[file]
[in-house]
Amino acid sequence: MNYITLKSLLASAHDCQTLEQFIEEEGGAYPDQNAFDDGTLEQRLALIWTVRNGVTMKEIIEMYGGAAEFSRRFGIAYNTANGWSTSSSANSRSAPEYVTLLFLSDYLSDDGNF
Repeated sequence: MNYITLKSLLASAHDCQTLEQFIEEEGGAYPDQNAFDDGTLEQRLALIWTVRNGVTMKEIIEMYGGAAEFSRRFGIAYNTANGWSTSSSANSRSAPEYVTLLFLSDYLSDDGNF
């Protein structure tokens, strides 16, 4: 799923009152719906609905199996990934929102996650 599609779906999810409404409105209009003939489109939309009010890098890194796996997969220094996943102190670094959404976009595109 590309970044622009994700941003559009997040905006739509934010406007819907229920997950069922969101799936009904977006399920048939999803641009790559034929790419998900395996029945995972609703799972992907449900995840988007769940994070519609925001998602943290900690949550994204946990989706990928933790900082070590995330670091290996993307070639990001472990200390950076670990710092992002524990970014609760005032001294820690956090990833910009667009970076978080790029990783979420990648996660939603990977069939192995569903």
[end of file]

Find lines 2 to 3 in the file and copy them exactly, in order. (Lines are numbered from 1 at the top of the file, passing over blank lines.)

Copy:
Amino acid sequence: MNYITLKSLLASAHDCQTLEQFIEEEGGAYPDQNAFDDGTLEQRLALIWTVRNGVTMKEIIEMYGGAAEFSRRFGIAYNTANGWSTSSSANSRSAPEYVTLLFLSDYLSDDGNF
Repeated sequence: MNYITLKSLLASAHDCQTLEQFIEEEGGAYPDQNAFDDGTLEQRLALIWTVRNGVTMKEIIEMYGGAAEFSRRFGIAYNTANGWSTSSSANSRSAPEYVTLLFLSDYLSDDGNF